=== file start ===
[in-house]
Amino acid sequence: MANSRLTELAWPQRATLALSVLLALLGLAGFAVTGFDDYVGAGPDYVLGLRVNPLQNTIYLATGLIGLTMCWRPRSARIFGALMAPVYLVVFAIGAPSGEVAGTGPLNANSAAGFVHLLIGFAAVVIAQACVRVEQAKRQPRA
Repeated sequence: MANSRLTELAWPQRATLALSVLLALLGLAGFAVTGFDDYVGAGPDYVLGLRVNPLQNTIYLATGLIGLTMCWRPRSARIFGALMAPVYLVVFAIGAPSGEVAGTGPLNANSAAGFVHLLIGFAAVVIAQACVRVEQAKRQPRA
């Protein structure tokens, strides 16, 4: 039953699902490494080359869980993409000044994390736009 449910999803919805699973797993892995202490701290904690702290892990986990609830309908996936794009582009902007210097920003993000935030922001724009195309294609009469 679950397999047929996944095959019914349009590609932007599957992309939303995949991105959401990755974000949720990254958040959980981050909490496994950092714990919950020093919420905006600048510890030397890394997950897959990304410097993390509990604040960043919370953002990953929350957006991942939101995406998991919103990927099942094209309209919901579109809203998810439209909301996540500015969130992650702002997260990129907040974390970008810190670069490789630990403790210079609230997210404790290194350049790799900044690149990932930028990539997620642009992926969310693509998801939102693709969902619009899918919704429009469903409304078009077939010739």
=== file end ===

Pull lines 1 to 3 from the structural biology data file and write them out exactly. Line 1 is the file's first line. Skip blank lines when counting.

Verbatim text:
[in-house]
Amino acid sequence: MANSRLTELAWPQRATLALSVLLALLGLAGFAVTGFDDYVGAGPDYVLGLRVNPLQNTIYLATGLIGLTMCWRPRSARIFGALMAPVYLVVFAIGAPSGEVAGTGPLNANSAAGFVHLLIGFAAVVIAQACVRVEQAKRQPRA
Repeated sequence: MANSRLTELAWPQRATLALSVLLALLGLAGFAVTGFDDYVGAGPDYVLGLRVNPLQNTIYLATGLIGLTMCWRPRSARIFGALMAPVYLVVFAIGAPSGEVAGTGPLNANSAAGFVHLLIGFAAVVIAQACVRVEQAKRQPRA